Review Being Funny in a Foreign Language: Is the Latest Version from 1975 Poor or Great?


On “Part of the Band”, the first single from the new 1975 album, Being funny in a foreign language, vocalist Matty Healy asks the question that’s been on everyone’s lips since the band rose to prominence in the mid-2010s. “Am I ironically awake? he sings. “The target of my joke? Or am I just a skinny, average, post-Coke dude calling out his imaginary ego? »

It’s easy to answer some of these questions: he’s definitely skinny and – come on, let’s take him at his word for just a second – the butt of his own joke. “Post-coca”, also: Healy is a recovered drug addict, having been off heroin for four years, and entering a much more stable period of his life than what he has revealed in interviews to have been a turbulent decade in his twenties. Medium? Barely – 1975 are an award-winning, stadium-selling band with millions of dedicated global fans. Although their synth and bubble bath pop has been dismissed as “meandering”, “pretentious”, “self-involved” and many similar adjectives, they unquestionably tapped into something – a feeling or a mood – in a difficult way. to identify. .

As far as I know, it’s not because they’re so “ironically awake”. The first single from their latest album, Notes on a conditional form, features an edited version of environmental activist Greta Thunberg’s “our house is on fire” speech, over reflective piano. Here, on the opening track (it’s a tradition that the first song on every 1975 record is called “The 1975”), Healy sings, eyes rolling: “It’s cynic/This Adderall/And vitriol/And young people drinking Aperol”. He continues in the vein of AI software designed to produce 1975-style lyrics: “I can’t sleep because the American Dream has bought all my self-esteem while /QAnon has created a legit scene, but it was only a few. guy in the Philippines”. OK, maybe “ironic” would be a little generous: let’s go with a little pained, definitely nonsensical, and maybe “post-woke,” which Healy can have for free, for rhyming purposes.

Yet as much as the 1975 lyrics sum up the absolute state of everything, their music is relentlessly uplifting and often euphoric. After a slightly unexpected opening of dissonant piano and a voice reminiscent of plaid-shirt lover Bon Iver—an artist worlds apart, aesthetically, from Healy’s skimpy-tie playful sleaze— Being funny in a foreign language is stylistically consistent with the band’s previous output. It’s a nice way of saying that everything sounds pretty much the same: here are the familiar shimmering refrains with thick major chords with strings, saxophones and synths. On “Looking For Somebody (to Love),” Healy turns his attention to a “supreme gentleman” — the nickname of so-called incel Elliot Rodger who murdered six people in 2014 — with “a gun in his hand.” It’s an upbeat, catchy song structured around its titular chorus that might be seen as a flippant twist on the subject of mass shootings, but you get the sense that the 1975s surge of electro-optimism is well-meaning. : they see the humanity in everyone, even people who engage in misogynistic killings. (Before we get really worried, though, Healy concedes, “Maybe it’s just all screwed up.”)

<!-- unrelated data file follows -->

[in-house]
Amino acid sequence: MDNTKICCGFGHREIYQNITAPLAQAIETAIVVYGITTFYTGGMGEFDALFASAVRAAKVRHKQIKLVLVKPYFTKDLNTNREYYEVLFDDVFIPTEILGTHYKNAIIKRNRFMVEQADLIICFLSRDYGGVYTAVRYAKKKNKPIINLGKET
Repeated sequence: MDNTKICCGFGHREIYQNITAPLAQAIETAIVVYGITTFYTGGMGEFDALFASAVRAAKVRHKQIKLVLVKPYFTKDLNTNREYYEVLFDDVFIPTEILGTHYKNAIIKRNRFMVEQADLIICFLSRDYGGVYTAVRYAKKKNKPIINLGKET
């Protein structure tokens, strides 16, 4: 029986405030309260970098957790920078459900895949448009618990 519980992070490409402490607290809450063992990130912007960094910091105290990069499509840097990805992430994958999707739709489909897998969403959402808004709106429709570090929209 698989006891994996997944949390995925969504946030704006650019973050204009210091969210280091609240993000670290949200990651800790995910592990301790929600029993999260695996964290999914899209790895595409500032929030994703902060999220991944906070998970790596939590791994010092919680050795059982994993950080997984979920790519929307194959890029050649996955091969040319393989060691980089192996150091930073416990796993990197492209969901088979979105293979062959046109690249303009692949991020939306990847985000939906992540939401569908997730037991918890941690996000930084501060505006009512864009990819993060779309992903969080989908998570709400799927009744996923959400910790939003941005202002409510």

There are choppy strings and a country voice reminiscent of American pop band Haim on “Part of the Band”; “Wintering” is surely a chance for Christmas #1 (“I just came for the prank/Not arguing over nothing”). But these exceptions aside, Being funny in a foreign language is a characteristic mixture of synths and romantic nostalgia: a film by Molly Ringwald with Elf Bars. The sound of 1975 is then The 80s that we can almost give them the “ironic” badge just for being called the 1975 – but it’s also somehow hyper-modern, smoothed to the consistency of the most perfect royal icing by expert producer Jack Antonov. Everywhere there is devotion (“Baby, I’ll do whatever you want”), desire (“She’s insatiable that’s what she is/Her body is like modern art), and a desire If the incessant sound of this record – and its catalog – of prom, rainy days and high end is the group’s drawback, it is also its strength: at the end of the album, which slows to a more steady pace, we are firmly established in the land of 1975.

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And where is it exactly? It’s an 80s school room decorated with tinsel curtains as envisioned by the bored suburban TikTok generation. And yet, it’s also a seedy green room littered with hair cream, menthol cigarettes and cans of Tuborg. But that’s not all. Once again, 1975 produced a record both maddeningly mediocre and bubbly addictive – full of soaring refrains that could be received as cynically or as sentimentally as you like. And that, to me, is their genius.

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[See also: The many myths of Kurt Cobain]


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